Among patients with B-cell acute lymphoblastic leukemia (ALL) who received an infusion of 19-28z CAR T cells, patients with low disease burden had better survival outcomes and fewer toxic effects than did patients with a high disease burden, according to long-term follow-up results of a phase 1 study.
Median overall survival for B-cell ALL patients with low disease burden was 20.1 months, compared with 12.4 months for those with a high disease burden (P = .02), and 12.9 months for the entire cohort, according to results published in the New England Journal of Medicine.
The 12.9-month overall survival for the full study cohort “compares favorably” to results from another recently reported clinical trial showing overall survival of 7.7 months for adult B-cell ALL patients treated with blinatumomab, an anti–CD19/CD3 bispecific T-cell engager, wrote, of the Leukemia Service, Memorial Sloan Kettering Cancer Center, New York, and his coauthors.
The CAR T-cell and blinatumomab results cannot be directly compared owing to the differences in study design, patient characteristics, and posttreatment consolidation, but “the observation of patients with durable remissions in these two studies highlights the potential of CD19-targeted immunotherapies,” Dr. Park and his colleagues wrote in their report.
The phase 1 trial by Dr. Park and his colleagues included 53 adults with relapsed B-cell ALL who received a single infusion of 19-28z CAR T-cell therapy manufactured at Memorial Sloan Kettering Cancer Center.
After the infusion, 41% of patients with high disease burden (at least 5% bone marrow blasts or extramedullary disease) experienced severe cytokine release syndrome, compared with 5% of those with low disease burden, according to the report.
Likewise, neurotoxic effects were seen in 59% of high disease burden B-ALL patients, compared with 14% of those with low disease burden, the investigators reported.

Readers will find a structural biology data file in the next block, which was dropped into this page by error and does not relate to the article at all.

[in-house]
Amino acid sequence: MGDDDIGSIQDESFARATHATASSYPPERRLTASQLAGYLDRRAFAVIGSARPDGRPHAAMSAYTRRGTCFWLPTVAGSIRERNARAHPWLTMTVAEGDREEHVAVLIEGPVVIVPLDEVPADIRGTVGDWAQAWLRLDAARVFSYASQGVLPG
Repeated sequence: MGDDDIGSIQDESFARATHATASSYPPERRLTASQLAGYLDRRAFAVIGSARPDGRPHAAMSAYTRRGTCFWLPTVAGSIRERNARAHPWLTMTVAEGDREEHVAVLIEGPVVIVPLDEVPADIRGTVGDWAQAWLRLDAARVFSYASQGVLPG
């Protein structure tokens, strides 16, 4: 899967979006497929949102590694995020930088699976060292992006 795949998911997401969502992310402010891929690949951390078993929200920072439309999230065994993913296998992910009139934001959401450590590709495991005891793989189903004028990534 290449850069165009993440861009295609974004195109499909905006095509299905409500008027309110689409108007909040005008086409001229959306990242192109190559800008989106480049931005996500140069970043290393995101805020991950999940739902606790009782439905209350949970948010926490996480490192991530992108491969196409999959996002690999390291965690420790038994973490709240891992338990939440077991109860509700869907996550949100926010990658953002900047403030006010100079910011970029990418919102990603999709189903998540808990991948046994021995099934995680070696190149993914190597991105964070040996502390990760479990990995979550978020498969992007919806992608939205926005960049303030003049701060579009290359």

Low disease burden was associated with a higher rate of complete remission, but this finding did not reach statistical significance. However, low disease burden patients not only had improved overall survival, as noted, but also had a significantly longer event-free survival versus high disease burden patients (10.6 and 5.3 months, respectively; P = .01).
Robust expansion of CAR T cells in vivo was a good predictor of short-term response and toxic effects but did not correlate with longer-term efficacy, according to the researchers. Instead, the ratio of peak CAR T-cell expansion to tumor burden correlated significantly with event-free and overall survival.
That finding “raises the hypothesis that an effective ratio of CAR T cells to target CD19+ leukemia cells is more likely to occur in patients with a low disease burden than in those with a high disease burden, despite a smaller number of expanded T cells in patients with a low disease burden,” the investigators wrote.
The study was funded by the Commonwealth Foundation for Cancer Research, Juno Therapeutics, and others. Several study authors reported ties to Juno Therapeutics and other pharmaceutical companies.
SOURCE: Park JH et al. N Engl J Med 2018 Feb 1;378:449-59.